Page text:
It's one of the most vibrant debate in the customer experience community: is the Net Promoter Score (NPS) still relevant? Should we continue to measure it or would it be better to focus on another metric to understand the level of satisfaction and loyalty of our customer?
This is not something that we will set in this article, but at Screeb we think that the NPS has at least one major advantage, that makes it a metric to continue to measure regularly: it became a standard, a commodity. It means that it's easy to understand among your teams and that you can compare your score to other companies in your industry, even if the value of NPS is debatable.
Measuring your NPS won't give your all the answers to your questions, and won't forbid you to display other surveys to your users. So, to be sure that NPS remains useful to you, you have to answer to some key questions:
What Is The Net Promoter Score?
The NPS is often seen as the metric to measure the level of satisfaction and loyalty of your customer. It's been developed in 2003 by Bain and Company and it quickly became a standard in an industry always looking for new, precise and relevant ways of evaluating their customer experience.
The NPS is a score going from -100 to +100. The bigger being the better.
How To Measure Your NPS?
One of the main advantage of the NPS is that it's pretty easy to measure. It's made of a single question asking
O meaning not at all likely, 10 meaning extremely likely.
Every person responding with a score between 0 and 6 will be considered as a Detractor. Every person responding with a score between 7 and 8 will be considered as Passive. And every 9 and 10 will be Promoters.
To know your NPS, you subtract the percentage of detractors from the percentage of promoters.
In Screeb, you use our NPS template to ask the question to your users. In this template, we even added additional questions to understand why people gave you a score or another.
Is It A One-Shot Metric Or Should I Measure It Regularly?
A NPS is a snapshot. It's a picture of how your users feel right now. So you must measure your NPS regularly, multiple times a year, to understand how this feeling evolves.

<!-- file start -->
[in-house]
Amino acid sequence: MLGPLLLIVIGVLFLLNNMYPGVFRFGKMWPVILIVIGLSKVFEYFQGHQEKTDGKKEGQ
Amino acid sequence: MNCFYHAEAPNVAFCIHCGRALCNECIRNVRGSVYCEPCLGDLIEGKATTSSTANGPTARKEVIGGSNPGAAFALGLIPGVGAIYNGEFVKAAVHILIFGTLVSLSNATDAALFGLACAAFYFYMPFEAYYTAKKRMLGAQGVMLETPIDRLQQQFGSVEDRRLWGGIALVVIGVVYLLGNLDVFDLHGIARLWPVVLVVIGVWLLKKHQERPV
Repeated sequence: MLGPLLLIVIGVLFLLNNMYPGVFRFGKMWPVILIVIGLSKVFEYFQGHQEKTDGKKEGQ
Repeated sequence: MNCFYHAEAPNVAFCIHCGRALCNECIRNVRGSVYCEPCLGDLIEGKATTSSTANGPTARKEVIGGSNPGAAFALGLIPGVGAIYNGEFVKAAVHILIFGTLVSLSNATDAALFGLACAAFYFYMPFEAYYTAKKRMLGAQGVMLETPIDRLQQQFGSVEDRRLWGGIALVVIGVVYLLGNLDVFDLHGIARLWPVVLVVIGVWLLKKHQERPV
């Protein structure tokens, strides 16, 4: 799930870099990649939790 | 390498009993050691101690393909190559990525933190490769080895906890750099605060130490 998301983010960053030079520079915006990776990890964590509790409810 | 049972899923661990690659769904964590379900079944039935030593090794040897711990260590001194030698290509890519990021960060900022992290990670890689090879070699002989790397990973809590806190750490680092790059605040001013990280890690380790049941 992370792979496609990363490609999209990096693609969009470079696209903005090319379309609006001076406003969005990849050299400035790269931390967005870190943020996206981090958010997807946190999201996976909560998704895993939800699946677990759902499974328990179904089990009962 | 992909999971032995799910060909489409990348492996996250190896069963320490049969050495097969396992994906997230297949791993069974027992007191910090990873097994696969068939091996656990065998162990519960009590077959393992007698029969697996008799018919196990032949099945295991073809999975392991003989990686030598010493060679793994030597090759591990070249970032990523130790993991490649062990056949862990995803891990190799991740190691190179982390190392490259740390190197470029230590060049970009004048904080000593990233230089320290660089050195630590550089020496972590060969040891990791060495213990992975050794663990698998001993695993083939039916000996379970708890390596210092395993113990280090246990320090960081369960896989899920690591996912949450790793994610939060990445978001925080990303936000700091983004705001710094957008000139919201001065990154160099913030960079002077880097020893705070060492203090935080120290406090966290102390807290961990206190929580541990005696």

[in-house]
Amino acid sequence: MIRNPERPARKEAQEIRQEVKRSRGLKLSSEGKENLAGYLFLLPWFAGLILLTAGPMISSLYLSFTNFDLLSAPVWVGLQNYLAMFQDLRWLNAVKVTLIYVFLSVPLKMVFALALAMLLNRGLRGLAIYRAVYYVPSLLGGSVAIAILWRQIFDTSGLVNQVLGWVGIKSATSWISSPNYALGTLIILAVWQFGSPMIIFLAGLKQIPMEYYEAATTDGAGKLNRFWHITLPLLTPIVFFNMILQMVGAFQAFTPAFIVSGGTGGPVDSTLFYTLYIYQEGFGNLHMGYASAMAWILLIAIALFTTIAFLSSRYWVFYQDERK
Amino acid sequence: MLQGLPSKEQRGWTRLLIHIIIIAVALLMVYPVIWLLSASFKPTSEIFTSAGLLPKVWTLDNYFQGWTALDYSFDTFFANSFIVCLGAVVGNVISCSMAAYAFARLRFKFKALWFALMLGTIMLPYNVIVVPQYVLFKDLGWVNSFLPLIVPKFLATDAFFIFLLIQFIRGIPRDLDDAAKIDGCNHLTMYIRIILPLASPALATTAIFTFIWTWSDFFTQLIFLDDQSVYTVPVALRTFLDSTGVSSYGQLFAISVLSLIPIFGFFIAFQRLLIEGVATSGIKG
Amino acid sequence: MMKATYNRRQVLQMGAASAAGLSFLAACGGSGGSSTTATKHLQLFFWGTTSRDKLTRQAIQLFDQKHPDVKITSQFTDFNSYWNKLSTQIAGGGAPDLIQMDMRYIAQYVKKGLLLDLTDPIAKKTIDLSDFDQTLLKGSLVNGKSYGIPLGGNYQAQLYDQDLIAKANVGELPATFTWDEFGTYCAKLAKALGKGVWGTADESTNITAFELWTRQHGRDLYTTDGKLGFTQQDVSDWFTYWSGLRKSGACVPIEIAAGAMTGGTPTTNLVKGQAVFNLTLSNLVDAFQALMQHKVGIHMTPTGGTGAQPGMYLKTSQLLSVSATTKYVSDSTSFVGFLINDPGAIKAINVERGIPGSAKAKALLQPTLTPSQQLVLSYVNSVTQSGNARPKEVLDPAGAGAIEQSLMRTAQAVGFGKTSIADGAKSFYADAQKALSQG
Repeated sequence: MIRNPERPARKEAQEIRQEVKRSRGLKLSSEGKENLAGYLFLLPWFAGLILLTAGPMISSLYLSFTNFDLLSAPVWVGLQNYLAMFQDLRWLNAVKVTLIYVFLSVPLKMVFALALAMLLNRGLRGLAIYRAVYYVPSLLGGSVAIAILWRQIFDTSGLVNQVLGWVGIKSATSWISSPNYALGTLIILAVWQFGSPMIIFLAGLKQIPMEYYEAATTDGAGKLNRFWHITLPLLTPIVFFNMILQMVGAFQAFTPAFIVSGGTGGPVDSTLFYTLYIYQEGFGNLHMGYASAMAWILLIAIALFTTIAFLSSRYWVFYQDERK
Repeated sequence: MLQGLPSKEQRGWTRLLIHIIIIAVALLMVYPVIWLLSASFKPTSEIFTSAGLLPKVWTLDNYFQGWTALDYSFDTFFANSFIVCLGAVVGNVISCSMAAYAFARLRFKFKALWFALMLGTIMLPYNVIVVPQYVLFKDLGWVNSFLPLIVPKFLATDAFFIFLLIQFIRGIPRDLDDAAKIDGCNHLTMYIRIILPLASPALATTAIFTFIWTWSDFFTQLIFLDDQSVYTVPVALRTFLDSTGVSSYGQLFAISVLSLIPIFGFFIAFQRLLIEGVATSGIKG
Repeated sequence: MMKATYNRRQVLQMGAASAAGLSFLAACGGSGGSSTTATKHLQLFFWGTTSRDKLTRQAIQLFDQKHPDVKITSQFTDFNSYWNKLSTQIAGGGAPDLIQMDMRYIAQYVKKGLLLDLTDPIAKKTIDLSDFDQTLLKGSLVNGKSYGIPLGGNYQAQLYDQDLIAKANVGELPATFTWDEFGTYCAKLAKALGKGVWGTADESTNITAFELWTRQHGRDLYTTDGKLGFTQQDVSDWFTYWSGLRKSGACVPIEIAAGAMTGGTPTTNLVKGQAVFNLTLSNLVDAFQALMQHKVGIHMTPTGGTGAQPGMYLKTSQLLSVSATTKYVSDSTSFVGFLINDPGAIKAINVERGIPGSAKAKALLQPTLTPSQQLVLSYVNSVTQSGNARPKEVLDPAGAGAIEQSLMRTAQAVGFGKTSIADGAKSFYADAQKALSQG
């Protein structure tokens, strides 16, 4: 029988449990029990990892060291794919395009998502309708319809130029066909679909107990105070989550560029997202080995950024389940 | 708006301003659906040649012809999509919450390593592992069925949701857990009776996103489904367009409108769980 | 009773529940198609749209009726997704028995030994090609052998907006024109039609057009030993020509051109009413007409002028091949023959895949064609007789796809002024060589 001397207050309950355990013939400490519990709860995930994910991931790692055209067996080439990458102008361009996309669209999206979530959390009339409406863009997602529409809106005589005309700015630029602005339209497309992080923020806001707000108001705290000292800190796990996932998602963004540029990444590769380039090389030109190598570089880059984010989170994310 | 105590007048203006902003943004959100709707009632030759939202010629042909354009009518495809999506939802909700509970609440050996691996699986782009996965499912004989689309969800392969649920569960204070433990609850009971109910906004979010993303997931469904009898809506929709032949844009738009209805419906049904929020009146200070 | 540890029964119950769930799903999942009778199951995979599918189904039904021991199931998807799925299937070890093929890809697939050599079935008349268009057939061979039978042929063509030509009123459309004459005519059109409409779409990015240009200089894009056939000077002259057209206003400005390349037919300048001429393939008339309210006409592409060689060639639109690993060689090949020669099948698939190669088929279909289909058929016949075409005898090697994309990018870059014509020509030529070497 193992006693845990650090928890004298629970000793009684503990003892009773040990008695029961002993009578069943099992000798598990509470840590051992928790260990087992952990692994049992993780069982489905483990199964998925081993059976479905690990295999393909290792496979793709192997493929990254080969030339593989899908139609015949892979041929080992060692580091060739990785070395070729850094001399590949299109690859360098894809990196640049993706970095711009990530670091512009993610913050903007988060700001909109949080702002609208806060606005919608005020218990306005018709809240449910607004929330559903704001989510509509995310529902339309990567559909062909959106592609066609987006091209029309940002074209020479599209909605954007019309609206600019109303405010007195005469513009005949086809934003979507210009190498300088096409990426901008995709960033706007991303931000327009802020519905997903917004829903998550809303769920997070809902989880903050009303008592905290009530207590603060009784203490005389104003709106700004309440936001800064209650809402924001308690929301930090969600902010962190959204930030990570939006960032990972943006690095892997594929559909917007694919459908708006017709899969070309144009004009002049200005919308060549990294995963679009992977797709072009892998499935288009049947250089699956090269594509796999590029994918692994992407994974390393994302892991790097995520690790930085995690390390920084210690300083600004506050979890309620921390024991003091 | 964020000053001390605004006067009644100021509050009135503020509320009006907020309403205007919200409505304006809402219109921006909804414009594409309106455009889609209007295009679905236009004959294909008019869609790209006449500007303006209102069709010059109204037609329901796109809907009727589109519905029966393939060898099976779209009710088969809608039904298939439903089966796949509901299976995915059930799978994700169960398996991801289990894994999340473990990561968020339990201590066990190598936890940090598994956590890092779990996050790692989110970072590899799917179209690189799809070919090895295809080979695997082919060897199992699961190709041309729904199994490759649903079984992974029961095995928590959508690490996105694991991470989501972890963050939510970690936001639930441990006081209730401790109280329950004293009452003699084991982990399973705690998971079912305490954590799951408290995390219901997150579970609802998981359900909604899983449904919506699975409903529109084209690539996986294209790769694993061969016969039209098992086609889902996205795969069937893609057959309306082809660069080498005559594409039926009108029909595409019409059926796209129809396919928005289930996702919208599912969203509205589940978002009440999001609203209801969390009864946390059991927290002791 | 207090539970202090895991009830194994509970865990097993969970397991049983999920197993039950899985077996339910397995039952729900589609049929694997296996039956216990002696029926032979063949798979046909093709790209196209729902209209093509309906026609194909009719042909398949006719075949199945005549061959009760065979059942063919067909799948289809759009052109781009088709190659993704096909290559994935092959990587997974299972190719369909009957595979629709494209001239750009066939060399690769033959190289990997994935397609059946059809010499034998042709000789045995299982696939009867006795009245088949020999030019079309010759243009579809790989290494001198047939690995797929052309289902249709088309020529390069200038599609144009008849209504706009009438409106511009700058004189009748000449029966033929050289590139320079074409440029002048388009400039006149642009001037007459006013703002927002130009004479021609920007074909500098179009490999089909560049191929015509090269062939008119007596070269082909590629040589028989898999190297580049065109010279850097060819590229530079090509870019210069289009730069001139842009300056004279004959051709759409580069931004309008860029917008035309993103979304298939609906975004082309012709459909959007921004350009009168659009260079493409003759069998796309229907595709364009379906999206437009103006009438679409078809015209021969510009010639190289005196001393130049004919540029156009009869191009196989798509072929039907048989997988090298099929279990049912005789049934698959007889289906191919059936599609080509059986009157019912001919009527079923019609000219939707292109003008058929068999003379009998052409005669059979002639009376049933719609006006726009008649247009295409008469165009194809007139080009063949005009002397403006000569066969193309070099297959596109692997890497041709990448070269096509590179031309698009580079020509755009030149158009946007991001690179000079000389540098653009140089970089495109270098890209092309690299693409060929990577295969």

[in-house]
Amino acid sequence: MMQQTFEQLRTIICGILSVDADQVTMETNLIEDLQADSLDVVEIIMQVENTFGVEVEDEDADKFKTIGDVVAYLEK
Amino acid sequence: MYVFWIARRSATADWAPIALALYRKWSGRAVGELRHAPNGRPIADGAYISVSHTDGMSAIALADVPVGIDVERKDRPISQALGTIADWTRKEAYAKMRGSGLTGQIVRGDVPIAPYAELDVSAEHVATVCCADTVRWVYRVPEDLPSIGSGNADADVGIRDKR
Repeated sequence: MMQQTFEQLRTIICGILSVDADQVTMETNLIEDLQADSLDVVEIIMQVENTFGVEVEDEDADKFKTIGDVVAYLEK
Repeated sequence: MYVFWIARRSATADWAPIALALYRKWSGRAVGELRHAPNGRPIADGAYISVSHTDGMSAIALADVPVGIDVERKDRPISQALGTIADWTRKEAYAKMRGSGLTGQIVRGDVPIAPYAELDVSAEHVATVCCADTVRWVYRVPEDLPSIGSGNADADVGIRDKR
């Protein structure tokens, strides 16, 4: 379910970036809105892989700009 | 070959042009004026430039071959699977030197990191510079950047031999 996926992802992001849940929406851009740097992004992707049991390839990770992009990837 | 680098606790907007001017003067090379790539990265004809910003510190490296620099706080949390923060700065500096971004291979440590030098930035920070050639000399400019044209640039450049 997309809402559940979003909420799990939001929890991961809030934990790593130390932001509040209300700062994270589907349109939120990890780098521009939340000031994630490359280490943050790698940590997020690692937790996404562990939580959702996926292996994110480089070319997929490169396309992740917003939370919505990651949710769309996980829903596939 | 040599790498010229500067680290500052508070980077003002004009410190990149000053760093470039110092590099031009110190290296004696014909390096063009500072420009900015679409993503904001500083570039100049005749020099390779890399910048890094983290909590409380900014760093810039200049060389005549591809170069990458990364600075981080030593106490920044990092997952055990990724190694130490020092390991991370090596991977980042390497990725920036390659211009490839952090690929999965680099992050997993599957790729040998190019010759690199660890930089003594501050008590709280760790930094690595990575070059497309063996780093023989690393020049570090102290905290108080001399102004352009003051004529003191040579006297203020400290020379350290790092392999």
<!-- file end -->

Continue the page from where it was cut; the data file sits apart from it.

It's also a way to measure if the actions you take are efficient and if people are aligned with your roadmap, the evolution of your product, with the level of service you provide, etc.
So don't settle for a once-a-year NPS that won't help you monitoring the quality of your customer experience and start collecting it as often as possible.
How Often Should I Measure It?
You have to find the right balance between measuring your NPS often and being sure that you don't spam your users with too many redundant questions. So we recommend displaying a NPS survey every 90 days, every quarter. That should be enough to track the evolution of your score while keeping room for other surveys to be displayed without harassing your users.
You can also have a user segmentation strategy to ask the question more often to some of them. In that case, we recommend to respect a 30 days period between two surveys. More often would be too much.
Consider a 90 days period as your default setting, and use a 30 days one for specific cohorts of users that you want to track closer.
How Do I Set Up Screeb To Measure My NPS Regularly?
Since we know that measure your NPS regularly is key, we made it as easy as possible to do it. In Screeb, when you set your User Segmentation rules, you have an option to make your survey recurring.
Once this option is activated, your survey will be automatically displayed to your users every x days!
By The Way: NPS Is Free With Screeb!
As we said at the beginning of this article: the relevancy is NPS is debatable. If it has the great advantage of being a standard, it's also a commodity and has low value alone.
That's why we want to help everyone to measure it in the best conditions, without having to spend money to collect something that is such a commodity.
So at Screeb, the NPS is free, and you can start measuring it today with our in-app survey solution!